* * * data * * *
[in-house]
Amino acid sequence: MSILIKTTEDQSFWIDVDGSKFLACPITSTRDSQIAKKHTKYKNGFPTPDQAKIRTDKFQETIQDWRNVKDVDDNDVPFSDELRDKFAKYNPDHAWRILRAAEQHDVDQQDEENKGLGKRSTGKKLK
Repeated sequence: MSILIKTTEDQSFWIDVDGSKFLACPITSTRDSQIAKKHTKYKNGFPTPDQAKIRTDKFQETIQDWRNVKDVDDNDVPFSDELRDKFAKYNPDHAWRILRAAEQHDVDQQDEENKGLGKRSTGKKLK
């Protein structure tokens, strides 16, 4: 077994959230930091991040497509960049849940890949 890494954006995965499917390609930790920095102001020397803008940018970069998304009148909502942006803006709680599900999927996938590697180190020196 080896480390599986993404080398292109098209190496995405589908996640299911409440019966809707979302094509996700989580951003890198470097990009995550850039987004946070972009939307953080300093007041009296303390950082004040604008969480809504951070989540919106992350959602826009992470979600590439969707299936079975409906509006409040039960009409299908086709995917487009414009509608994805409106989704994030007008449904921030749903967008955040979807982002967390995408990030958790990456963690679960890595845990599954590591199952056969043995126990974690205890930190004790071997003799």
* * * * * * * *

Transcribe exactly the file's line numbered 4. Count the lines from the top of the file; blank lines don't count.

């Protein structure tokens, strides 16, 4: 077994959230930091991040497509960049849940890949 890494954006995965499917390609930790920095102001020397803008940018970069998304009148909502942006803006709680599900999927996938590697180190020196 080896480390599986993404080398292109098209190496995405589908996640299911409440019966809707979302094509996700989580951003890198470097990009995550850039987004946070972009939307953080300093007041009296303390950082004040604008969480809504951070989540919106992350959602826009992470979600590439969707299936079975409906509006409040039960009409299908086709995917487009414009509608994805409106989704994030007008449904921030749903967008955040979807982002967390995408990030958790990456963690679960890595845990599954590591199952056969043995126990974690205890930190004790071997003799």